Ouya, the Android-powered game console that began its career as a Kickstarter project, has just received $15 million in venture capital funding led by Kleiner Perkins Caufield & Byers (KPCB). For those who haven’t followed Ouya’s wild ride, its Kickstarter project generated a feeding frenzy of $8.6 million in pledges, more than 900 percent of its $950K goal.
Ouya (pronounced “ooo-yah”) says it will use the new funding to help it “support its growing game development community, and meet increased demand for the upcoming retail launch.”
Ouya’s base unit is based on an Nvdia Tegra 3 SOC (system-on-chip), which can render 3D games in 1080p HD on users’ TVs. A key factor in the device’s early popularity is the company’s plan to foster an open game development environment, which it says will encourage developers to “bring their most creative inventions back to the television.”
Ouya base and controller
Ouya’s embedded software is based on Android 4.0. As a result, Ouya “can support any apps built for Android,” says the company. “We’ll be launching with Twitch.TV and can’t wait for more partners.”
The base unit’s hardware specifications, as listed by the company, include:
- Nvidia Tegra 3 quad-core processor
- 1GB RAM
- 8GB internal flash storage
- HDMI to TV, supporting up to 1080p HD
- WiFi 802.11 b/g/n wireless
- Ethernet port
- Bluetooth LE 4.0
- 1x USB 2.0 port
Ouya’s wireless game controller includes standard gaming controls — two analog sticks, d-pad, eight action buttons, and a system button — and a touchpad.
Open software, open hardware
Ouya has adopted a unique approach to providing games to its users, through which “every game is free to try, and any developer can publish a game.”
“Developers can wave farewell to the roadblocks of bringing a console game to market. Anyone can make a game: every Ouya console is a dev kit,” states Ouya’s Kickstarter page. “No need to purchase a license or an expensive SDK. It’s built on Android, so developers already know how it works.” Additionally, the device is readily rootable “and rooting won’t void your warranty.”
“Everything opens with standard screws. Hardware hackers can create their own peripherals, and connect via USB or Bluetooth,” continues the Kickstarter writeup. “You want our hardware design? Let us know. We might just give it to you. Surprise us!”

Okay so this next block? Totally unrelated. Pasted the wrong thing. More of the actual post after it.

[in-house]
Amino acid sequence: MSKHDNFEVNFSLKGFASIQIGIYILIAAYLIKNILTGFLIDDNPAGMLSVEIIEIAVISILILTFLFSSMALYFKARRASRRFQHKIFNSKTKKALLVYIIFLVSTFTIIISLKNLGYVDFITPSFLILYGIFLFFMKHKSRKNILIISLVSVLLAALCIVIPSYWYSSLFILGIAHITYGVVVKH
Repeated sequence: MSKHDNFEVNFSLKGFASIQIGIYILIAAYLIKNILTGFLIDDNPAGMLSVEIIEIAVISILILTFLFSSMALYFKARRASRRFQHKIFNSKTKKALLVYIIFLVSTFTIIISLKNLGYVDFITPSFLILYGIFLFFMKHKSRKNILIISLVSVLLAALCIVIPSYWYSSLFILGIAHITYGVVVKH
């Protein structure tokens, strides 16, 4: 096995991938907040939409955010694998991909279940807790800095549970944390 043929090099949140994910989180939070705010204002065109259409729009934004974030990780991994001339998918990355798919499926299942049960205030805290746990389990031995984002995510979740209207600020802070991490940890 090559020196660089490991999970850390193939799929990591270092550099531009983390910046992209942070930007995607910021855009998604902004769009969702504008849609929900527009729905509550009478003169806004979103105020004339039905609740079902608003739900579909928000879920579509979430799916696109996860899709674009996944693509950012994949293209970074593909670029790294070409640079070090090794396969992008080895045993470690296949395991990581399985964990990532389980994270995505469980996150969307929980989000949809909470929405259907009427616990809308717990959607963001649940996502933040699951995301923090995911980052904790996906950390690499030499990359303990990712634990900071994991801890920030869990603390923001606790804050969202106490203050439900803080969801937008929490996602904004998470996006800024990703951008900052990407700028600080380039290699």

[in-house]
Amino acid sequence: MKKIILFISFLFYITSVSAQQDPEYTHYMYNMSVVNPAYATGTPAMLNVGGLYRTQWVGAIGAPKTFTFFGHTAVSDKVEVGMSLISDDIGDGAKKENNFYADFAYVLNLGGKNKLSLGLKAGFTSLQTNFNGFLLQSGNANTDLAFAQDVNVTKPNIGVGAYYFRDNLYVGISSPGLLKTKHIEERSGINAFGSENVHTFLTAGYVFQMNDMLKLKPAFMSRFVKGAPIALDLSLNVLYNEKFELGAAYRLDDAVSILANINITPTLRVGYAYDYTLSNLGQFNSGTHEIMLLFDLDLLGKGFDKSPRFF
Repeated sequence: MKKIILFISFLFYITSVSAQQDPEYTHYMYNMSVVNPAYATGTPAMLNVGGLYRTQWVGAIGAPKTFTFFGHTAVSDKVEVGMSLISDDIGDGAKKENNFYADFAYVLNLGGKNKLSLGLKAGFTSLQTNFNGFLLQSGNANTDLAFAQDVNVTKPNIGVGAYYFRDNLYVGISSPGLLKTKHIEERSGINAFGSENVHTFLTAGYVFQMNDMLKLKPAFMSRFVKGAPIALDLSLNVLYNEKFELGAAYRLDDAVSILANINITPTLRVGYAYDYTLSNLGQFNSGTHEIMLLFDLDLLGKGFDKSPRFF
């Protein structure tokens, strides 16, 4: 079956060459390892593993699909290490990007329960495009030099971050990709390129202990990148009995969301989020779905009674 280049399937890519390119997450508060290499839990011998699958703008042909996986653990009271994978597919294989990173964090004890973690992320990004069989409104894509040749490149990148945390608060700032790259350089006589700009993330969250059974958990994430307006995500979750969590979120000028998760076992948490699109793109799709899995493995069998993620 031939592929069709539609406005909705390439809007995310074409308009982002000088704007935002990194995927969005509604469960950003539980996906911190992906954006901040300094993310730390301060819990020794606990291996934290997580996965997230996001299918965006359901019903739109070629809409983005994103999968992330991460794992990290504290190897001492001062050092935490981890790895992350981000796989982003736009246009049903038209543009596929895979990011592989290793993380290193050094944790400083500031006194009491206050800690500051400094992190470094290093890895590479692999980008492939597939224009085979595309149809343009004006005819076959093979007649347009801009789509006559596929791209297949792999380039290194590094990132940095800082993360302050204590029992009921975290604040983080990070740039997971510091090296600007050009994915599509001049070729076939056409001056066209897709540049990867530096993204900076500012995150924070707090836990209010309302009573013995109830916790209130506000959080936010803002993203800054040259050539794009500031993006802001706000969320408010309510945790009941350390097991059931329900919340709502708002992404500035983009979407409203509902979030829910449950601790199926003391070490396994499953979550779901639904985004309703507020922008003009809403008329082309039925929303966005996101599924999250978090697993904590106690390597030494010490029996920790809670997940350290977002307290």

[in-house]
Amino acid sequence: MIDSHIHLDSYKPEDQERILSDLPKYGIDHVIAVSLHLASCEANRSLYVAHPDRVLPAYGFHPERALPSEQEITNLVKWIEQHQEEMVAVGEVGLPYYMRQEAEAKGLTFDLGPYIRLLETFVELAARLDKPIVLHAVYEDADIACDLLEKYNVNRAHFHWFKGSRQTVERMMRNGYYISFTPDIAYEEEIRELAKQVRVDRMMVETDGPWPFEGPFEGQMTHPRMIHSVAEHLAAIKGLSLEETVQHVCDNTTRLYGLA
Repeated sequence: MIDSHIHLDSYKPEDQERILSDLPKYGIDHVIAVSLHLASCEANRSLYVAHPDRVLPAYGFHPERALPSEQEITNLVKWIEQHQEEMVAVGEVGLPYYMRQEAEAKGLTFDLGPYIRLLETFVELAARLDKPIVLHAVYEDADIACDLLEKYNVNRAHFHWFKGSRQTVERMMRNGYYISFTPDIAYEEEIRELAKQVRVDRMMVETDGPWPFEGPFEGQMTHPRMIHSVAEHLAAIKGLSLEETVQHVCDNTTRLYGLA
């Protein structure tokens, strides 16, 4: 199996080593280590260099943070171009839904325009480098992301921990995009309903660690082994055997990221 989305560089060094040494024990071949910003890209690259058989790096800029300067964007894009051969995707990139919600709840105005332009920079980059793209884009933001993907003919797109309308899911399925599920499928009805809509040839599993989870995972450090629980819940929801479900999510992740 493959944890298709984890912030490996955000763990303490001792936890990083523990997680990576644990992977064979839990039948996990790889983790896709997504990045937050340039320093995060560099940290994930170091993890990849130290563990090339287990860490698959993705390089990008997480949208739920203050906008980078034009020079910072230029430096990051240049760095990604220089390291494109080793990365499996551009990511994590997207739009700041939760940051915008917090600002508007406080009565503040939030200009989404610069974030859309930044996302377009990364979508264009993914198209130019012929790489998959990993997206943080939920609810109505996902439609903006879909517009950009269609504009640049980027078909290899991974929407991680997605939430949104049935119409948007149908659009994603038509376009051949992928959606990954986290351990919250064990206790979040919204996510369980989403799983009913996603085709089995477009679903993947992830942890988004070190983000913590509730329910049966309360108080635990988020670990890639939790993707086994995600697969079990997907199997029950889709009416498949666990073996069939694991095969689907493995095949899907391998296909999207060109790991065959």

Speaking of disassembling Ouya, the photos below, courtesy of an iFixit tear-down, provide a close-up look at Ouya’s Tegra 3-based embedded motherboard.
Ouya’s Tegra 3-based embedded computer
(click images to enlarge; source: iFixit)
Not surprisingly, more than 12,000 game creators reportedly have registered to make Ouya games,
Ouya’s Kickstarter project video appears below.
Ouya Kickstarter video
“I am thrilled to share that OUYA has raised $15 million in funding from new investors,” writes Ouya founder and CEO Julie Uhrman on the company’s blog. “This is a really important step towards being around for the long haul. It means we’ve got additional resources to make Ouya everything it can be. It means that we can increase production to meet our demand and continue to support game developers who are building innovative and exclusive games for Ouya.”
“Ouya’s open source platform creates a new world of opportunity for established and emerging independent game creators and gamers alike,” states KPCB general partner Bing Gordon, who will now join Ouya’s board of directors. “There are some types of games that can only be experienced on a TV, and Ouya is squarely focused on bringing back the living room gaming experience. Ouya will allow game developers to unleash their most creative ideas and satisfy gamers craving a new kind of experience.”
Ouya says it’s on track to have units shipped to early backers, from both Kickstarter and Ouya.tv preorders, by the end of this month. Additional preorders for the $100 gaming controller placed on Amazon, Best Buy, GAME, GameStop, Target, and Ouya’s website are expected to begin shipping by the end of June.